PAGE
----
“Before enlightenment; chop wood, carry water. After enlightenment; chop wood, carry water.”  Zen proverb


 I see my daily work as nothing more than a high tech form of chopping wood and carrying water.  Work can sometimes seem to be overwhelming or unmanageable, but in the end I think that everything can be broken down into small and manageable tasks.  I’ve always been interested in hearing how others go about their daily work, and also understanding what works and what does not.

 For the last year I’ve had two separate roles at Microsoft – SQL Premier Field Engineer and Acting Program Manager for the SQL Microsoft Certified Master and Architect program.  I also just agreed to be more involved with my townhome association (hurrah – more work!) and so I have a renewed energy around keeping organized and productive (without getting too stressed).

 For today’s post, I’m going to talk about my adopted work philosophies that have, at least so far, kept me organized, on track, and productive.

  <Expectation warning> There is nothing amazingly original or ground breaking here – just various scraps and bits that I’ve picked up over time from wiser people over time</Expectation warning>:

  •  Make the complicated simple.  Even when projects are complicated and sprawling – you can still break them apart into smaller tasks.  Those smaller tasks will need to be done in a certain order.   Your smaller tasks still seem too complicated?  Keep chopping.  Too many tasks?  Ask for help. 

  • Single tasking?  Yes. Single tasking has been my friend for years.  When I’m completely focused on a task, that’s when the magic happens.  Whether I’m reading an article, writing an email or listening to a customer question – when I give my full attention, it’s all good.    Single tasking doesn’t mean I don’t handle multiple issues or tasks in a day – but rather, when I move to a task, I try to give it 100% attention.

  • Delegate and follow-up.  I’m still learning how to delegate (more).  Some people actually want to help - and you need to give people the opportunity to do so.  Follow-up is equally important – and that’s also an area where I constantly calibrate (give people enough space to get something done but still keep things moving within a reasonable timeframe).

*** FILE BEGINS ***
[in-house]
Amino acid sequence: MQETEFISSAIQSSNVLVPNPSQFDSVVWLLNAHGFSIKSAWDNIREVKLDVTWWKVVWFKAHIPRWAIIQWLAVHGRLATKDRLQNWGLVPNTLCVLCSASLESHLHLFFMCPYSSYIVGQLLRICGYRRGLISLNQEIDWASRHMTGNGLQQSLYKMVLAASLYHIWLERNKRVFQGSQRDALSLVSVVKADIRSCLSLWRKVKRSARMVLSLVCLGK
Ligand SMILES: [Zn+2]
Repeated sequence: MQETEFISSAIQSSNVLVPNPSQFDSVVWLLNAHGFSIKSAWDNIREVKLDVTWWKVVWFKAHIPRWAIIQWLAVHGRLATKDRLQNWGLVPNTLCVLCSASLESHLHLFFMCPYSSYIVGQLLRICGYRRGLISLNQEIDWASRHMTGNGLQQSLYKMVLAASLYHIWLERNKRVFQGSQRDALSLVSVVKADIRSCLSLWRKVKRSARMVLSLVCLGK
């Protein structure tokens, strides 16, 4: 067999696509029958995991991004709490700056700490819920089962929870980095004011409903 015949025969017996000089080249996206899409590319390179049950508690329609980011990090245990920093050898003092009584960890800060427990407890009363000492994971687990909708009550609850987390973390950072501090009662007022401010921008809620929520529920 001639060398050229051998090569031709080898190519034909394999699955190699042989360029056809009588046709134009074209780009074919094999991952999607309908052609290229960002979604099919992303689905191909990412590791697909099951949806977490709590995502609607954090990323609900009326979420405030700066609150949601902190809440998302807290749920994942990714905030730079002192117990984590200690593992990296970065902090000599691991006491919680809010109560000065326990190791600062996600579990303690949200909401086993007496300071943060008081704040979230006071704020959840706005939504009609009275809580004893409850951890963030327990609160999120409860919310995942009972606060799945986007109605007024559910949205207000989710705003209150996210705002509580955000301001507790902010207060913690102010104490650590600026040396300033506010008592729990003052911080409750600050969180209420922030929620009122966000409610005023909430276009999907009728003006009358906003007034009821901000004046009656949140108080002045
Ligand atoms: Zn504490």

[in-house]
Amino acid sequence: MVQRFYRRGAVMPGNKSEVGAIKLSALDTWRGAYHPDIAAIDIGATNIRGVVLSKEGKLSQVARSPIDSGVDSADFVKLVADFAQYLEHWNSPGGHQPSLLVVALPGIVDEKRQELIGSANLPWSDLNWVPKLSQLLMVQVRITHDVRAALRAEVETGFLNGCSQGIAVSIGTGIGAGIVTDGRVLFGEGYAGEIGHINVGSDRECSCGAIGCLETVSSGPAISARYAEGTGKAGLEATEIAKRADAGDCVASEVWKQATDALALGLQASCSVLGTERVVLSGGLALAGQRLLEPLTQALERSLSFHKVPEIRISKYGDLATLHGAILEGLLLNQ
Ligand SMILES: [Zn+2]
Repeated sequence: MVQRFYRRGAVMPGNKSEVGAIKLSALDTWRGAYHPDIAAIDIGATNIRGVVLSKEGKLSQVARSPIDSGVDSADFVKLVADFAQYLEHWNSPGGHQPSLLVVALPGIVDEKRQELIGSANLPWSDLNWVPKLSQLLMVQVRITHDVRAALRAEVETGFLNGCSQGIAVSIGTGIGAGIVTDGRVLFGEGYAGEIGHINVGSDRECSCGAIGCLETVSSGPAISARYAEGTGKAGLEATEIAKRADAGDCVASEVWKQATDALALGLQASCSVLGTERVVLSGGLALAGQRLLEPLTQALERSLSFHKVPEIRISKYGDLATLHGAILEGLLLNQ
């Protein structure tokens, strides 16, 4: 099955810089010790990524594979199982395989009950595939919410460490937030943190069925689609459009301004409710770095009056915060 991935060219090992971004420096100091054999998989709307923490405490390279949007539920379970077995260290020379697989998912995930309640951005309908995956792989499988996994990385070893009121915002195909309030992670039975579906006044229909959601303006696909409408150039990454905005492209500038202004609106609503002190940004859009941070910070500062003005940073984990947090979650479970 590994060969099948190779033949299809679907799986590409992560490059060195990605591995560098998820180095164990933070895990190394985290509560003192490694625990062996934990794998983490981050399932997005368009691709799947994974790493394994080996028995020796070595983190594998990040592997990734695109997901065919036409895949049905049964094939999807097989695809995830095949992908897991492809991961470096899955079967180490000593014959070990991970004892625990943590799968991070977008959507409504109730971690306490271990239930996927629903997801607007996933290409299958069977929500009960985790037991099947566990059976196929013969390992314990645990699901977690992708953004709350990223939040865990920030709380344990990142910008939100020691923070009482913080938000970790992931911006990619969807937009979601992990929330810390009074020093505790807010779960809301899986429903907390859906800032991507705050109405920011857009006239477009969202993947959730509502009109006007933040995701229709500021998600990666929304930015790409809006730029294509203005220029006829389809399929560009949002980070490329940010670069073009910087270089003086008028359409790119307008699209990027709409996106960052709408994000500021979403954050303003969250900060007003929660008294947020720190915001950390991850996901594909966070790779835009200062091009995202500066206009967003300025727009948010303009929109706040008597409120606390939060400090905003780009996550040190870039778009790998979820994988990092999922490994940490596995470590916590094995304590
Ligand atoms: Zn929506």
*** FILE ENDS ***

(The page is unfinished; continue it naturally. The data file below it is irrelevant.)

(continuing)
• I set my cache to 15% “learn” and 85% “do”.   In the SQL Server world, if you’re not continually reading and learning, you’re falling behind. For a typical 60 hour work week, I’m spending 9 hours dedicated to consuming new information.  Ideally you can combine “learn” with “do”, but I still think it is important to establish isolated learning and “think” time.

  • Responsive is best.  If I’m very busy, I still like to respond.  My response might be “sorry – I’ll look at this next month and get back to you” – but at a minimum I want to acknowledge receipt of a request or question.  If I haven’t responded to you – it is because your email went to my spam or you misspelled my email address.  I don’t think that this is always possible at a larger scale, but right now I’m still in a place where I can be responsive.

  •  Bad news?  Get it out now.  When I have something uncomfortable I need to communicate, I don’t let it block my day’s activities.  I don’t sit on the information.  Unless constrained by confidentiality concerns or NDA purposes, I get the bad news out quickly. 

  • AAA? (Angry? Annoyed? Alarmed?) Hold that email. I’m not always good about this - and when I don’t follow this advice I always regret it.  If I’m in a heightened state of irritation that is usually a sign to myself to hold off on the email. 

  • Am I feeling righteous? I’m probably the one who is wrong.  Since joining corporate America sixteen years ago - I’ve been through this cycle many times.  If I’m feeling righteous or indignant, that’s my alert to check the facts about a situation before making bad assumptions. There is a good chance I’m the one who is wrong.

  • Physical order reflects mental order.  My desk at home has a printer, a router, my laptop, a mouse, and that’s it.  Everything else is filed away and out of sight.  My desk at my customer site has a phone, hand sanitizer, laptop, caffeine, one metal tray and a pad of paper.  That’s it.  Clean workspace, clean mind.  That isn’t everyone’s style, but it works for me. 

 That’s all today.    Time to chop some wood.